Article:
Sat | Aug 24, 2019

Michael McLean Trial | Accused admits he had cutting implements on day of killing

Published:Friday | February 23, 2018 | 12:00 AMLivern Barrett/ Senior Gleaner Writer

Michael McLean, the man on trial for killing four children and two women, has admitted that on the day of the slayings, he took a 12-inch knife, a chopper, a machete, a pitch fork, and a hoe from his home and placed them in his motor car. McLean, however, explained that an area close to the restaurant he operated in Morant Bay, St Thomas, was flooded, and he needed the implements to clear the area.

His testimony, which came in the Home Circuit Court in downtown Kingston yesterday, is in stark contrast to the evidence of one of his employees, who said that there was no rainfall or flooding that day.

"Do you recall [former employee] saying he did not recall any work being done that day?" lead prosecutor Paula Llewellyn questioned during a sometime-testy cross-examination.

"It was raining that day. You could check the weather forecast," McLean replied.

The businessman is on trial for killing his former girlfriend, Terry-Ann Mohammed; her son, Jessie O'Gilvie; as well as her niece, Patrice Martin-McCool, and her children, Lloyd McCool, Jihad McCool, and Sean Chin in St Thomas in February 2006.

Mohammed's badly burnt body was found in bushes in the community of Needham Pen, while the bodies of Patrice Martin-McCool and her children were found with their throats slashed in bushes near Prospect Beach in the parish. The decomposing body of the other victim, six-year-old Jihad McCool, was found in a shallow grave in St Mary one week later.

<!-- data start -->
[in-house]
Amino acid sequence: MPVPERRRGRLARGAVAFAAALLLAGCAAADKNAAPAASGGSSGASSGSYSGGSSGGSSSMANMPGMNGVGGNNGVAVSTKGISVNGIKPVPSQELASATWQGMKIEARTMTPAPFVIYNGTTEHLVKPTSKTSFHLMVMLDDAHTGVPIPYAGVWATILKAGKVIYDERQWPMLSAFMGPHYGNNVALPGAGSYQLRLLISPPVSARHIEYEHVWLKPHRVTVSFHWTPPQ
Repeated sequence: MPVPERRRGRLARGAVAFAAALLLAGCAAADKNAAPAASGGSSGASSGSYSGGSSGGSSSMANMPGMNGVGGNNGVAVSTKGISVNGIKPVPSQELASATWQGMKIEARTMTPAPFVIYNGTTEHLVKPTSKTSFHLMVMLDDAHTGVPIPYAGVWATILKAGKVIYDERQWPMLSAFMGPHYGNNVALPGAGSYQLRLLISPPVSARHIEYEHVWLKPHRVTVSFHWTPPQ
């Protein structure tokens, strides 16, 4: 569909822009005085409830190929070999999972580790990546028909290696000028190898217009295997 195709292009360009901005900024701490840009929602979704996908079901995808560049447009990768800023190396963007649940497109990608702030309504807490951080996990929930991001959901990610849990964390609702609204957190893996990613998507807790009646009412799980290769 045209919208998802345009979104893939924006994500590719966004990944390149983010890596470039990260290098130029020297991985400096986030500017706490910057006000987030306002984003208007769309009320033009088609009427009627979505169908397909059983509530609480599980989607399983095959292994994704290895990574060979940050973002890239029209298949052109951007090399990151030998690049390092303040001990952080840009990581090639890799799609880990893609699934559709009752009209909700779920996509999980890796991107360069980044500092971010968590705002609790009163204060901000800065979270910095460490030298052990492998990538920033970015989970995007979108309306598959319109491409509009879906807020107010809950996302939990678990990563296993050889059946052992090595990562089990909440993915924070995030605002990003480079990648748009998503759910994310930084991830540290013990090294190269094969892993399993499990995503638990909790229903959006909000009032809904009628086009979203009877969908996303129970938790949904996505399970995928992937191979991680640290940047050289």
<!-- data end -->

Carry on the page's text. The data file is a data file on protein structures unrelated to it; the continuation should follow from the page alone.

McLean testified that all four children were like his own but admitted that Jihad was his "sweetheart".

"She is the one who, if I come home at 9 o'clock at night, she would wait up to eat dinner with me," he said, triggering an exchange with Llewellyn.

"I am suggesting to you that it was because she was your heartbeat why you couldn't slash her throat?" the prosecutor asked.

"No, Madam," he replied quietly.

"I am going to suggest to you that it was you who smothered her?" Llewellyn pressed.

"No, Madam," he again replied.

The trial continues today.